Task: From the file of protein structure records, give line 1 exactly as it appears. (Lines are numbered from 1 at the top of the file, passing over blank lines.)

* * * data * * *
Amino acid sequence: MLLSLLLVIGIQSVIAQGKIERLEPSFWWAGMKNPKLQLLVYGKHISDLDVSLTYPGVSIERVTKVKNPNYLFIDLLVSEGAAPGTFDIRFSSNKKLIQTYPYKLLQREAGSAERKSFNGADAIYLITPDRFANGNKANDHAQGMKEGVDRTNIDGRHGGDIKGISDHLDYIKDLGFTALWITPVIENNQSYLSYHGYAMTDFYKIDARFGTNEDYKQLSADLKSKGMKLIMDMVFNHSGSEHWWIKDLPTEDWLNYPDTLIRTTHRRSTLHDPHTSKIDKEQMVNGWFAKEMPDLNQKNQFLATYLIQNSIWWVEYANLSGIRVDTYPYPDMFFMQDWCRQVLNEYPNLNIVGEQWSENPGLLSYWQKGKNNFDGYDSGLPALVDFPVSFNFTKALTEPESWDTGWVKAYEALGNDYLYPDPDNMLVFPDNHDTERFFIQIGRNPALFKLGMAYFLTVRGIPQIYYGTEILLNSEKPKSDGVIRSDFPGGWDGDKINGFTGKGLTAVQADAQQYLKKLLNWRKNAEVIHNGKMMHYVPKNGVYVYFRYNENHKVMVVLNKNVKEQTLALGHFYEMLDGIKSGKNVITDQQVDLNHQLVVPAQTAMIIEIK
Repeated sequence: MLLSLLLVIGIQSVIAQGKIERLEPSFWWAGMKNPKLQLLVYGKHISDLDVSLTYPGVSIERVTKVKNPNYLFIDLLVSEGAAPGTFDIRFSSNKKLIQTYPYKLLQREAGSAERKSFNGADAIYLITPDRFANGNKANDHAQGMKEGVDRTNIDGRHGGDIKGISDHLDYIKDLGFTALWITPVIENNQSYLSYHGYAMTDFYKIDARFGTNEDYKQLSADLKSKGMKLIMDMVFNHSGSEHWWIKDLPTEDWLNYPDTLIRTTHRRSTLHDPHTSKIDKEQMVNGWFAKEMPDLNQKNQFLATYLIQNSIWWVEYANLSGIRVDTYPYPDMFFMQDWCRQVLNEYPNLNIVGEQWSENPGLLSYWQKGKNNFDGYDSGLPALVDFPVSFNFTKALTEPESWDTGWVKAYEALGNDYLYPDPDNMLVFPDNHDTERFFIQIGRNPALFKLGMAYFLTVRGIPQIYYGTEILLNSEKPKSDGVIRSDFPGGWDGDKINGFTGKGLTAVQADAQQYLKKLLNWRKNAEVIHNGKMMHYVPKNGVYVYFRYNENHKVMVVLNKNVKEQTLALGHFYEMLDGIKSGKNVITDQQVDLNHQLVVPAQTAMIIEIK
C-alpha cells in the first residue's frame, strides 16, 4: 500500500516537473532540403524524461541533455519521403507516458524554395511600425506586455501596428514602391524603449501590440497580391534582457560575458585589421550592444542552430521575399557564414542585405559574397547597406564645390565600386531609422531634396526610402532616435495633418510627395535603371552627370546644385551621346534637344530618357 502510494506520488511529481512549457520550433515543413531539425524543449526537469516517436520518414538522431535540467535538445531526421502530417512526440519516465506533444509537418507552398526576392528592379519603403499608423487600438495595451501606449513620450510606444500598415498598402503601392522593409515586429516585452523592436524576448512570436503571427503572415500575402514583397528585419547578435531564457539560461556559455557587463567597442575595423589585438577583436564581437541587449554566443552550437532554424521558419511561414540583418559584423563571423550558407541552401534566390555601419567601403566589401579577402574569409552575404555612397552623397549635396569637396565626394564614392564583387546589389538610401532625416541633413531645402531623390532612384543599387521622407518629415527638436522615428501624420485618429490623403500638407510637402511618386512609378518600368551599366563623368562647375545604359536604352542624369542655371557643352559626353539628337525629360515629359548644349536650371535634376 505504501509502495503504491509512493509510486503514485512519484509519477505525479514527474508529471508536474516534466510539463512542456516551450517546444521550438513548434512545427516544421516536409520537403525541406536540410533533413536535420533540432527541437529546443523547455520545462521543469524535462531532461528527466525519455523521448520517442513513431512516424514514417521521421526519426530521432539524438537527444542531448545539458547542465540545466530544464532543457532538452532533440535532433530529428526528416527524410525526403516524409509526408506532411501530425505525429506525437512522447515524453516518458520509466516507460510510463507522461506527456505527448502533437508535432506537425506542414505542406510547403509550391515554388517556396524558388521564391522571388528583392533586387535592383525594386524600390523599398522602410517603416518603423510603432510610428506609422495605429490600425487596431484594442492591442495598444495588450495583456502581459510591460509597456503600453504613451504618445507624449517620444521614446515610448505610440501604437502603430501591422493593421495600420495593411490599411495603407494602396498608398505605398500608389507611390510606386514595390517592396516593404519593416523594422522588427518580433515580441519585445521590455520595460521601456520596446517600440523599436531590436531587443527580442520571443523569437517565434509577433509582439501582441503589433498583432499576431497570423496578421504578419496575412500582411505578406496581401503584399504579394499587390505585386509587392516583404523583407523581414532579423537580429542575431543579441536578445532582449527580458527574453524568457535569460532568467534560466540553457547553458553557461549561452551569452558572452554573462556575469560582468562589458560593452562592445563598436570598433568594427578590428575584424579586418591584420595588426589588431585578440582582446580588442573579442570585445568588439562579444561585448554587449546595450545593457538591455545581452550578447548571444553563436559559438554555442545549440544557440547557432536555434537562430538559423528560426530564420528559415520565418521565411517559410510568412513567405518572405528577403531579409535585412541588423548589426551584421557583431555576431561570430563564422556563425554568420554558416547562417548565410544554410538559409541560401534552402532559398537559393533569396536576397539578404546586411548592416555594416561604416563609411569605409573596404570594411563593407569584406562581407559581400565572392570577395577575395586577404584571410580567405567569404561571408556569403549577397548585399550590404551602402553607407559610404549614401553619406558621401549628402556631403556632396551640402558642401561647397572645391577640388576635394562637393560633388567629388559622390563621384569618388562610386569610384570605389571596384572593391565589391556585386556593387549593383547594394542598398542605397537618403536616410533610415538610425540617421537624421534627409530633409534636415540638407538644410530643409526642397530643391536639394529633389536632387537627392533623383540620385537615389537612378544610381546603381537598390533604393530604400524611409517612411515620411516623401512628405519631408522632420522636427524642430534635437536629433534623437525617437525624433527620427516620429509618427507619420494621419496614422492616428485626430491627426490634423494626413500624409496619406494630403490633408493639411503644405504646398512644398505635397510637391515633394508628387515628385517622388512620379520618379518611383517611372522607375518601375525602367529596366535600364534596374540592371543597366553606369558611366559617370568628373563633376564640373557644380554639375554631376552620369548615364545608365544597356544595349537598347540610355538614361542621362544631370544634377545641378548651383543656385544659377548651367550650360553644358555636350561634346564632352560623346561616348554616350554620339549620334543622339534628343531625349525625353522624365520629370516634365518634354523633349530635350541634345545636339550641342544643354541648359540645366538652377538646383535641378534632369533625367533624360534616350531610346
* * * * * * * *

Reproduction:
Amino acid sequence: MLLSLLLVIGIQSVIAQGKIERLEPSFWWAGMKNPKLQLLVYGKHISDLDVSLTYPGVSIERVTKVKNPNYLFIDLLVSEGAAPGTFDIRFSSNKKLIQTYPYKLLQREAGSAERKSFNGADAIYLITPDRFANGNKANDHAQGMKEGVDRTNIDGRHGGDIKGISDHLDYIKDLGFTALWITPVIENNQSYLSYHGYAMTDFYKIDARFGTNEDYKQLSADLKSKGMKLIMDMVFNHSGSEHWWIKDLPTEDWLNYPDTLIRTTHRRSTLHDPHTSKIDKEQMVNGWFAKEMPDLNQKNQFLATYLIQNSIWWVEYANLSGIRVDTYPYPDMFFMQDWCRQVLNEYPNLNIVGEQWSENPGLLSYWQKGKNNFDGYDSGLPALVDFPVSFNFTKALTEPESWDTGWVKAYEALGNDYLYPDPDNMLVFPDNHDTERFFIQIGRNPALFKLGMAYFLTVRGIPQIYYGTEILLNSEKPKSDGVIRSDFPGGWDGDKINGFTGKGLTAVQADAQQYLKKLLNWRKNAEVIHNGKMMHYVPKNGVYVYFRYNENHKVMVVLNKNVKEQTLALGHFYEMLDGIKSGKNVITDQQVDLNHQLVVPAQTAMIIEIK